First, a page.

Jesus on Colfax’s goal is to solve a long-term problem with long-term relationships. To emphasize this, Horne said they do not call the motel residents clients, but friends.

“That really is true,” Horne said. “The people that are living there have friendships with the volunteers and that is beautiful. They were so excited to see them even the first time I went.”

Horne said life on Colfax Street is a grind for survival and daily life behind motel doors is especially difficult for women. Women are often trapped in the sex industry just to put food on the table.

“I think that every woman knows what it feels like to be objectified, and it is just so much worse on Colfax,” Horne said. “We just honor them so much and how they have survived. We want to give them opportunities to live a different way.”

Horne remembers a time when she was objectified while helping with a barbecue in a motel parking lot. Dressed in her black and white Jesus on Colfax shirt, she felt the rumble of a lifted truck pull up beside her. A man rolled down the window, and without hesitation, propositioned her. Horne said she immediately identified with the women she serves.

Out of this need, Horne said Jesus on Colfax started women’s only drop-in hours to support women leaving the sex industry.

“We believe that the heart of Jesus is for redemption from all of that, from addiction, from violence and from sexual exploitation,” Horne said.

As Jesus on Colfax offers Jesus’ redemption, Horne said they seek to heal the brokenness of poverty that results from sin. They view their ministry as long-term physicians in the lives of their friends in the motels.

“Before the fall, relationships were perfect,” Horne said. “And then after the fall, you see Adam and Eve hiding from God. You see them blaming each other. You see them aware that they're naked and that they're experiencing shame. Then work becomes difficult and getting food and needed resources isn't the same. When people have been in generational poverty, what they really need more is relationships. They need to get to those root issues.”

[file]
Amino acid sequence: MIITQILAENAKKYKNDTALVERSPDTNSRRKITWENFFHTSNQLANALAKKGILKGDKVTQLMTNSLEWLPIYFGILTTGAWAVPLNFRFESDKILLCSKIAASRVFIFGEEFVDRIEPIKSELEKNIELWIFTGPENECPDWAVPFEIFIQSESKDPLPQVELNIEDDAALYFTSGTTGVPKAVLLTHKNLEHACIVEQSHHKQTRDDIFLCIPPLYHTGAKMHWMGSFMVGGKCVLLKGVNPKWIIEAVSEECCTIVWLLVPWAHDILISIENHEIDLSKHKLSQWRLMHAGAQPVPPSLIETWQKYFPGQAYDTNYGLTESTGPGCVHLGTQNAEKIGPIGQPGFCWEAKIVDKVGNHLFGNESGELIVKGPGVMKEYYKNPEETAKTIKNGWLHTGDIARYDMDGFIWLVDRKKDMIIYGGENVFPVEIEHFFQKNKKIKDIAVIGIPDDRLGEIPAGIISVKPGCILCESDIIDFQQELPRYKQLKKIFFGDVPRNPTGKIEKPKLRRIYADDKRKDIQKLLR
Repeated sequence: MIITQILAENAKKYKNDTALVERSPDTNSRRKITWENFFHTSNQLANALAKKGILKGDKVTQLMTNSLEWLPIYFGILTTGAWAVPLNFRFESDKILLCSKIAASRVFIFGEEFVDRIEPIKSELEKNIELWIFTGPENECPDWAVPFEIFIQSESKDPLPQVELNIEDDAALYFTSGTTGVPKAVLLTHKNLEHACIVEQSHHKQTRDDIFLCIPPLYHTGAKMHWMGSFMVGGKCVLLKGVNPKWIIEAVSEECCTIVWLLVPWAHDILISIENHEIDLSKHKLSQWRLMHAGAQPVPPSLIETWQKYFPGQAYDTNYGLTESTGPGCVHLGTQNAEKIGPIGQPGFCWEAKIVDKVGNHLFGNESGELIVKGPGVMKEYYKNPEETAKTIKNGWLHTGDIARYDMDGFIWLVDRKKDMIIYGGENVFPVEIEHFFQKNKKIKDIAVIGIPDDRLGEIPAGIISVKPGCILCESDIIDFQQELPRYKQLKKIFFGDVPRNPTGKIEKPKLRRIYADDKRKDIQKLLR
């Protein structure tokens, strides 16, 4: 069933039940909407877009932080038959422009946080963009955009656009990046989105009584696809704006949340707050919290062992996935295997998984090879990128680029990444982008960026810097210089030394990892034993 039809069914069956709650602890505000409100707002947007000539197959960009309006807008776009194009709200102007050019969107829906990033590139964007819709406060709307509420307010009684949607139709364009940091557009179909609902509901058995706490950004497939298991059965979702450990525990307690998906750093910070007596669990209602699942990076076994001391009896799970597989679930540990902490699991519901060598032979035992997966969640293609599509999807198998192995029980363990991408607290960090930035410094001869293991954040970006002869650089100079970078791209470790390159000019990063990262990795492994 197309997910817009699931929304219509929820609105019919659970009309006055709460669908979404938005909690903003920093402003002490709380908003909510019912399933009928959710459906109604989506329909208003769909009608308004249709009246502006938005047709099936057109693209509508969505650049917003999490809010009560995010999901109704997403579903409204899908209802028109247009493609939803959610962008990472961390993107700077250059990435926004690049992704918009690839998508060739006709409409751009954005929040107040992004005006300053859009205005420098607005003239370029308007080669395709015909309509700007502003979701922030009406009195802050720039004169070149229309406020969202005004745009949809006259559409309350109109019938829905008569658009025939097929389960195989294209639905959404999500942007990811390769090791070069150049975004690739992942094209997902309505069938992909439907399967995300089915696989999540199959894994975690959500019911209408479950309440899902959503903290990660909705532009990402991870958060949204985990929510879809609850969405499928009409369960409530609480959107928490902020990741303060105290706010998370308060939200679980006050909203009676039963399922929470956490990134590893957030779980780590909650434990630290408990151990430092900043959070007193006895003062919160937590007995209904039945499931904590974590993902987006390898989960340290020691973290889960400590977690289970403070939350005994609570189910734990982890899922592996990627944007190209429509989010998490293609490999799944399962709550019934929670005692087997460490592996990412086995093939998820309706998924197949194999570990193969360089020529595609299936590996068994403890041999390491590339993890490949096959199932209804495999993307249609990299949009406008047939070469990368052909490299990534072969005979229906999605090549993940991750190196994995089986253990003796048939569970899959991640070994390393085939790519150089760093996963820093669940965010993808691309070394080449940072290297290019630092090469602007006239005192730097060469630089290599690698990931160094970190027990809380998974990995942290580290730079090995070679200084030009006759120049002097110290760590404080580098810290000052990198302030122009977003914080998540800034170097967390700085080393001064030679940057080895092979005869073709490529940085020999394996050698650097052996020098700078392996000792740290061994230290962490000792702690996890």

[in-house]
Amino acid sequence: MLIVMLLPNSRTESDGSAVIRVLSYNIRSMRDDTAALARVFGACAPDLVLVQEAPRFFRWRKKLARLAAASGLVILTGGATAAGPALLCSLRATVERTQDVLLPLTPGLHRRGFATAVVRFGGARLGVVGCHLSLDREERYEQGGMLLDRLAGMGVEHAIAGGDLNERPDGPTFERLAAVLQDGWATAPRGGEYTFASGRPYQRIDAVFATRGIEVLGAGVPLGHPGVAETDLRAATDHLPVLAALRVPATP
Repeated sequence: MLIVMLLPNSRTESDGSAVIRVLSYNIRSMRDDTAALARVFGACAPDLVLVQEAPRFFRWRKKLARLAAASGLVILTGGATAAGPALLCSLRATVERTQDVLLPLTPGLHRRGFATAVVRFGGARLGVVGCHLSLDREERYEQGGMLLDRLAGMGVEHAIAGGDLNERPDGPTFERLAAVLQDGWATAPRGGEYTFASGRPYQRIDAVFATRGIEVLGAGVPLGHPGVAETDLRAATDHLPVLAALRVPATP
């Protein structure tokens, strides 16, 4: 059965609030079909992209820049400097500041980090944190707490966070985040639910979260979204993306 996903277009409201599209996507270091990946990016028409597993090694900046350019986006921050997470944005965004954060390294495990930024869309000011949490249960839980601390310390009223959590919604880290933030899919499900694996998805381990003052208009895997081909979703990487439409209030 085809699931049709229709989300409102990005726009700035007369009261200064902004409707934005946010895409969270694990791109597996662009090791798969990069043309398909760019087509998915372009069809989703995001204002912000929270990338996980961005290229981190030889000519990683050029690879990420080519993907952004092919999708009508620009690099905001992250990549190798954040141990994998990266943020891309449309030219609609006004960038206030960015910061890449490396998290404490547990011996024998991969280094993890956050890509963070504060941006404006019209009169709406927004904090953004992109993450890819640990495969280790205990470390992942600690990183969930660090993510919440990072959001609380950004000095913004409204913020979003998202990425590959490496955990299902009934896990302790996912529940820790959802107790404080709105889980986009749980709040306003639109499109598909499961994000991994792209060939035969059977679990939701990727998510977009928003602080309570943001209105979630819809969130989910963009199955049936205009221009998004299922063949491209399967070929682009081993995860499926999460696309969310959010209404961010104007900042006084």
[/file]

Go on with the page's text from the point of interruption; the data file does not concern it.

Horne said it may feel easier to hand out money or a bag of food when people see a need, but joining Jesus’ mission to rescue people is far better than an easy solution.

“Just handing somebody $5 or a meal might be a quick fix to make myself feel better,” Horne said. “But am I believing that I'm the savior? Jesus is the one who is rescuing these people, and he's rescuing me. I just get to join him in the work that he's doing. Our vision is that we're rising together through relationships out of poverty. That's a beautiful thing, the rich and poor coming together in the Kingdom of God.”

Relationships are messy, long and difficult. Horne said Jesus on Colfax works with some people for years only to see slow, gradual change. She recalled the change she saw in a motel resident who Jesus on Colfax worked with for months.